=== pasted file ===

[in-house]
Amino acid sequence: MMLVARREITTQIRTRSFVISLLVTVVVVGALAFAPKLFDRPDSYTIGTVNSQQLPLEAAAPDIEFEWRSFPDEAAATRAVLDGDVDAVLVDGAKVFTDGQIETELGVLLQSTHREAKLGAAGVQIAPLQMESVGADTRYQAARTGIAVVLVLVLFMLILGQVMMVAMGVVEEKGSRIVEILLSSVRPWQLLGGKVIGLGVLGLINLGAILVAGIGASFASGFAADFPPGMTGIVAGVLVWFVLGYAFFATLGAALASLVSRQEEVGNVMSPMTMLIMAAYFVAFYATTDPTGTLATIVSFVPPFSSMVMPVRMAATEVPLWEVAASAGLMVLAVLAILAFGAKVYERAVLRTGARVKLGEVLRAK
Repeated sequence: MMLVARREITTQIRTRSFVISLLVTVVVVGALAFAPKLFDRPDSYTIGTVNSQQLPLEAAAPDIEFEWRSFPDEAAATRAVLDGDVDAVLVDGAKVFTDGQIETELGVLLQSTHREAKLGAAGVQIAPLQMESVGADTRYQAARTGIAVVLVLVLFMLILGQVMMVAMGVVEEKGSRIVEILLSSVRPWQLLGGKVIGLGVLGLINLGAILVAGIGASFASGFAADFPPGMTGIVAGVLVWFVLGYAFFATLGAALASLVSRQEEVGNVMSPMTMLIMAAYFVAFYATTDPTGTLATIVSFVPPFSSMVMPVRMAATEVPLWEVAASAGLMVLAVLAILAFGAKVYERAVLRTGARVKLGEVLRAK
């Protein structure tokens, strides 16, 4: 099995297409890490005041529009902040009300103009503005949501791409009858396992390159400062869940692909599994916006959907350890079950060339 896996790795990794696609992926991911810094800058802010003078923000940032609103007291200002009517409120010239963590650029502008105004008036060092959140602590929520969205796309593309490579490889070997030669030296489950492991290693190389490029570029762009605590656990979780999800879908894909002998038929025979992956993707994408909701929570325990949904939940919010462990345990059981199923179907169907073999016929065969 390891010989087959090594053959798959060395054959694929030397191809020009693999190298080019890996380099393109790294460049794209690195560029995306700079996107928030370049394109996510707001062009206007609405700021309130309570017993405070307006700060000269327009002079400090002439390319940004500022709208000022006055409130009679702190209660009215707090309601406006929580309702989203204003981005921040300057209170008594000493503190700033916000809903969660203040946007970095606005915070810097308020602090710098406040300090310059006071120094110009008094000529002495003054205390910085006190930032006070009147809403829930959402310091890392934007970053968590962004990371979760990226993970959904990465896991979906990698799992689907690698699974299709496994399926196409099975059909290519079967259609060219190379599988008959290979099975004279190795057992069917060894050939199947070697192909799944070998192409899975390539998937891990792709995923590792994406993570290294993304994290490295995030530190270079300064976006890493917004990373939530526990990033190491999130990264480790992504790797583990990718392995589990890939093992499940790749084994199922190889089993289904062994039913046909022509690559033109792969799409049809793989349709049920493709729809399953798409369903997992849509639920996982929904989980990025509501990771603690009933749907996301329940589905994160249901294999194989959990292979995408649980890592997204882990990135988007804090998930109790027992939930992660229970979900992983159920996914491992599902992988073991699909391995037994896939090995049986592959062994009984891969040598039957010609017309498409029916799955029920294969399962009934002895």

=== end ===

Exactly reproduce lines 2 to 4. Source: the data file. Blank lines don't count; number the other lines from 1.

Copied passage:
Amino acid sequence: MMLVARREITTQIRTRSFVISLLVTVVVVGALAFAPKLFDRPDSYTIGTVNSQQLPLEAAAPDIEFEWRSFPDEAAATRAVLDGDVDAVLVDGAKVFTDGQIETELGVLLQSTHREAKLGAAGVQIAPLQMESVGADTRYQAARTGIAVVLVLVLFMLILGQVMMVAMGVVEEKGSRIVEILLSSVRPWQLLGGKVIGLGVLGLINLGAILVAGIGASFASGFAADFPPGMTGIVAGVLVWFVLGYAFFATLGAALASLVSRQEEVGNVMSPMTMLIMAAYFVAFYATTDPTGTLATIVSFVPPFSSMVMPVRMAATEVPLWEVAASAGLMVLAVLAILAFGAKVYERAVLRTGARVKLGEVLRAK
Repeated sequence: MMLVARREITTQIRTRSFVISLLVTVVVVGALAFAPKLFDRPDSYTIGTVNSQQLPLEAAAPDIEFEWRSFPDEAAATRAVLDGDVDAVLVDGAKVFTDGQIETELGVLLQSTHREAKLGAAGVQIAPLQMESVGADTRYQAARTGIAVVLVLVLFMLILGQVMMVAMGVVEEKGSRIVEILLSSVRPWQLLGGKVIGLGVLGLINLGAILVAGIGASFASGFAADFPPGMTGIVAGVLVWFVLGYAFFATLGAALASLVSRQEEVGNVMSPMTMLIMAAYFVAFYATTDPTGTLATIVSFVPPFSSMVMPVRMAATEVPLWEVAASAGLMVLAVLAILAFGAKVYERAVLRTGARVKLGEVLRAK
């Protein structure tokens, strides 16, 4: 099995297409890490005041529009902040009300103009503005949501791409009858396992390159400062869940692909599994916006959907350890079950060339 896996790795990794696609992926991911810094800058802010003078923000940032609103007291200002009517409120010239963590650029502008105004008036060092959140602590929520969205796309593309490579490889070997030669030296489950492991290693190389490029570029762009605590656990979780999800879908894909002998038929025979992956993707994408909701929570325990949904939940919010462990345990059981199923179907169907073999016929065969 390891010989087959090594053959798959060395054959694929030397191809020009693999190298080019890996380099393109790294460049794209690195560029995306700079996107928030370049394109996510707001062009206007609405700021309130309570017993405070307006700060000269327009002079400090002439390319940004500022709208000022006055409130009679702190209660009215707090309601406006929580309702989203204003981005921040300057209170008594000493503190700033916000809903969660203040946007970095606005915070810097308020602090710098406040300090310059006071120094110009008094000529002495003054205390910085006190930032006070009147809403829930959402310091890392934007970053968590962004990371979760990226993970959904990465896991979906990698799992689907690698699974299709496994399926196409099975059909290519079967259609060219190379599988008959290979099975004279190795057992069917060894050939199947070697192909799944070998192409899975390539998937891990792709995923590792994406993570290294993304994290490295995030530190270079300064976006890493917004990373939530526990990033190491999130990264480790992504790797583990990718392995589990890939093992499940790749084994199922190889089993289904062994039913046909022509690559033109792969799409049809793989349709049920493709729809399953798409369903997992849509639920996982929904989980990025509501990771603690009933749907996301329940589905994160249901294999194989959990292979995408649980890592997204882990990135988007804090998930109790027992939930992660229970979900992983159920996914491992599902992988073991699909391995037994896939090995049986592959062994009984891969040598039957010609017309498409029916799955029920294969399962009934002895």